Ms Kathleen Hall1,2, Ms Robyn Cobb2, Ms Rebecca Chambers2, Mr Mark Roll2, Professor Scott Bell3, Dr Lyndal Maxwell1, Professor Suzanne Kuys1
1Physiotherapy, School of Allied Health, Australian Catholic University , Brisbane, Australia, 2Physiotherapy, Adult Cystic Fibrosis center, The Prince Charles Hospital, Brisbane, Asustralia, 3Adult Cystic Fibrosis Centre, TPCH, Brisbane, Australia
Background/Aim: Physiotherapy management for people with cystic fibrosis (CF) is integral to their care (1). Discipline specific guidelines detailing service provision, scope of practice and skill mix recommendations have been developed (1) . Data benchmarking current delivery of services against these guidelines has not been published.
Methods: A prospective cross-sectional study in an adult CF centre documented physiotherapy services over a three-month period. All direct and non-direct clinical care and non-clinical care activities were collected using an Activity Bar Code scanning system.
Results: Staffing levels (two rotational junior and two senior physiotherapists) was <50% of recommended staffing for the centre size. More than twenty physiotherapists contributed to CF care during the three months. The majority (82%) of activity comprised clinical care (55% direct, 27% non-direct). Frequently occurring activities included respiratory (33%) and exercise treatments (11%) and outpatient reviews (7%) aligning with recommendations. Recommended activities of exercise testing (1%) and annual reviews (2%) were infrequent. Most non-clinical care activity centered on management activities (10%). Significant differences were found between junior and senior physiotherapists for the number of clinical (n=1278 vs 1313, p= 0.003) and non-clinical care (n=249 vs 337, p= 0.003) activities undertaken, exercise treatments (n=279 vs 59, p = 0.0001), and annual (n=15 vs 64, p = 0.0001), and patient reviews (n=15 vs 64, p = 0.0001). Only senior staff undertook teaching/training and research activities.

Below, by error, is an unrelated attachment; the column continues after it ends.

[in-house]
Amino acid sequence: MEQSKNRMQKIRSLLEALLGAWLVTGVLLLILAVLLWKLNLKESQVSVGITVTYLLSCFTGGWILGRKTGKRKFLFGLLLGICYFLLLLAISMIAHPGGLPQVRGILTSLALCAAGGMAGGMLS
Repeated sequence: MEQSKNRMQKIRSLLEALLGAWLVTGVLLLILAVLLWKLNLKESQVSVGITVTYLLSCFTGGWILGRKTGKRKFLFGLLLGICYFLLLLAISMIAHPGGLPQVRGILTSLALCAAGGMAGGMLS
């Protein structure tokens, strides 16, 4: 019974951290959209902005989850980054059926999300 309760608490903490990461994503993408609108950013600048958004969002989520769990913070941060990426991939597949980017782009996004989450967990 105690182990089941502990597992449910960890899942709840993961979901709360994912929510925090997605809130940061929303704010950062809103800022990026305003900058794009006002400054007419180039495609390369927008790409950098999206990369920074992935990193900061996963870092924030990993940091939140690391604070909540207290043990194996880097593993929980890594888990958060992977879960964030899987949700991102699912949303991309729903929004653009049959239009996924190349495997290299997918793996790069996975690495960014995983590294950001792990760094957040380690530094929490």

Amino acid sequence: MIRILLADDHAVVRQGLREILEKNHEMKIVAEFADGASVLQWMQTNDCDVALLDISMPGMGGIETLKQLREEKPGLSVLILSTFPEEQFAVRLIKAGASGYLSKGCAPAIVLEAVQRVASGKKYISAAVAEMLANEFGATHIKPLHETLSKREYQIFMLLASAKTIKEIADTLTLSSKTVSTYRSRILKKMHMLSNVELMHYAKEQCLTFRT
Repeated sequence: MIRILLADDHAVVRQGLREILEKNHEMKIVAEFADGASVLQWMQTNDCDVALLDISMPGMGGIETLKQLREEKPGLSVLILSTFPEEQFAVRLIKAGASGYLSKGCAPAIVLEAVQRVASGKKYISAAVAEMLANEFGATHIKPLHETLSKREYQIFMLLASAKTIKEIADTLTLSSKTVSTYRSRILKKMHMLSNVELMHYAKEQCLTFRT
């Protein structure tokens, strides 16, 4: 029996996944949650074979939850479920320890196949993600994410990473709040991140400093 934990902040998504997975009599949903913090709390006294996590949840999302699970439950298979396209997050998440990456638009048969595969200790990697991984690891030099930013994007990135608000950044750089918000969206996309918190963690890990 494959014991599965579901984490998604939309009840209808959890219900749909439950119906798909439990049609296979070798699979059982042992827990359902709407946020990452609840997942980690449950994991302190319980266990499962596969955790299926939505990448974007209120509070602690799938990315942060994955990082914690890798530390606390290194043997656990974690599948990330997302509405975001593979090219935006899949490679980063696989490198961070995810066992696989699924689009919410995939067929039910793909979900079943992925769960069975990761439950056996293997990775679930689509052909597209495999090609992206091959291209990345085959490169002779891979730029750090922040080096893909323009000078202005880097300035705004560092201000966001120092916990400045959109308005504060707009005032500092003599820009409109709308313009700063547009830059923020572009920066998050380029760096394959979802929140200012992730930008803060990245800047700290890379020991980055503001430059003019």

Conclusions: This study is the first to describe service delivery by physiotherapists in a large tertiary adult CF centre. Staffing levels were below recommended guidelines and high numbers of different staff were involved in care. Key scope of practice activities of respiratory and exercise treatments occurred, however there was limited activity in other recommended areas. Quantifying differences between junior and senior activities has not been previously reported. Addressing the deficits in recommended care delivery requires further research.
- Button, B.M., et al., Physiotherapy for cystic fibrosis in Australia and New Zealand: A clinical practice guideline. Respirology, 2016. 21(4): p. 656-667.
Biography: To be confirmed